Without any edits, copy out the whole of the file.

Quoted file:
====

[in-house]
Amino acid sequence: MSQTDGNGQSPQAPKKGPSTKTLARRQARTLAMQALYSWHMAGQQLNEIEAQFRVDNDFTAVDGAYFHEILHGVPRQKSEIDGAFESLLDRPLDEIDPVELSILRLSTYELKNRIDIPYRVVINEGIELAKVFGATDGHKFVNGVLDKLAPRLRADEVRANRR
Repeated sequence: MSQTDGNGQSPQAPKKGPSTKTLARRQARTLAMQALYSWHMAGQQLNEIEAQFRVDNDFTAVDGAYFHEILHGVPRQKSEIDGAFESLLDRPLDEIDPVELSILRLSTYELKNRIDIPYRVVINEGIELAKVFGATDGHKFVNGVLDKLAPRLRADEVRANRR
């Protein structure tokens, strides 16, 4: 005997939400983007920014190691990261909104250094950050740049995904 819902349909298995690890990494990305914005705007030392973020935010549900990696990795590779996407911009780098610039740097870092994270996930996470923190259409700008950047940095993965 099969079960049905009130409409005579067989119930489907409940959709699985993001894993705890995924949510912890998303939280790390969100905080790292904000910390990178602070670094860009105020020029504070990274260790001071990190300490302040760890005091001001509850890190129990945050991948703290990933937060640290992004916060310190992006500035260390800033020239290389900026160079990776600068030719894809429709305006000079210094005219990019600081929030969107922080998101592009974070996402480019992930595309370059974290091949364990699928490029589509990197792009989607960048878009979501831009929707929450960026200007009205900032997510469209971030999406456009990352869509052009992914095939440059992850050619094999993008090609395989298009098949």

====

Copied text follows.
[in-house]
Amino acid sequence: MSQTDGNGQSPQAPKKGPSTKTLARRQARTLAMQALYSWHMAGQQLNEIEAQFRVDNDFTAVDGAYFHEILHGVPRQKSEIDGAFESLLDRPLDEIDPVELSILRLSTYELKNRIDIPYRVVINEGIELAKVFGATDGHKFVNGVLDKLAPRLRADEVRANRR
Repeated sequence: MSQTDGNGQSPQAPKKGPSTKTLARRQARTLAMQALYSWHMAGQQLNEIEAQFRVDNDFTAVDGAYFHEILHGVPRQKSEIDGAFESLLDRPLDEIDPVELSILRLSTYELKNRIDIPYRVVINEGIELAKVFGATDGHKFVNGVLDKLAPRLRADEVRANRR
């Protein structure tokens, strides 16, 4: 005997939400983007920014190691990261909104250094950050740049995904 819902349909298995690890990494990305914005705007030392973020935010549900990696990795590779996407911009780098610039740097870092994270996930996470923190259409700008950047940095993965 099969079960049905009130409409005579067989119930489907409940959709699985993001894993705890995924949510912890998303939280790390969100905080790292904000910390990178602070670094860009105020020029504070990274260790001071990190300490302040760890005091001001509850890190129990945050991948703290990933937060640290992004916060310190992006500035260390800033020239290389900026160079990776600068030719894809429709305006000079210094005219990019600081929030969107922080998101592009974070996402480019992930595309370059974290091949364990699928490029589509990197792009989607960048878009979501831009929707929450960026200007009205900032997510469209971030999406456009990352869509052009992914095939440059992850050619094999993008090609395989298009098949």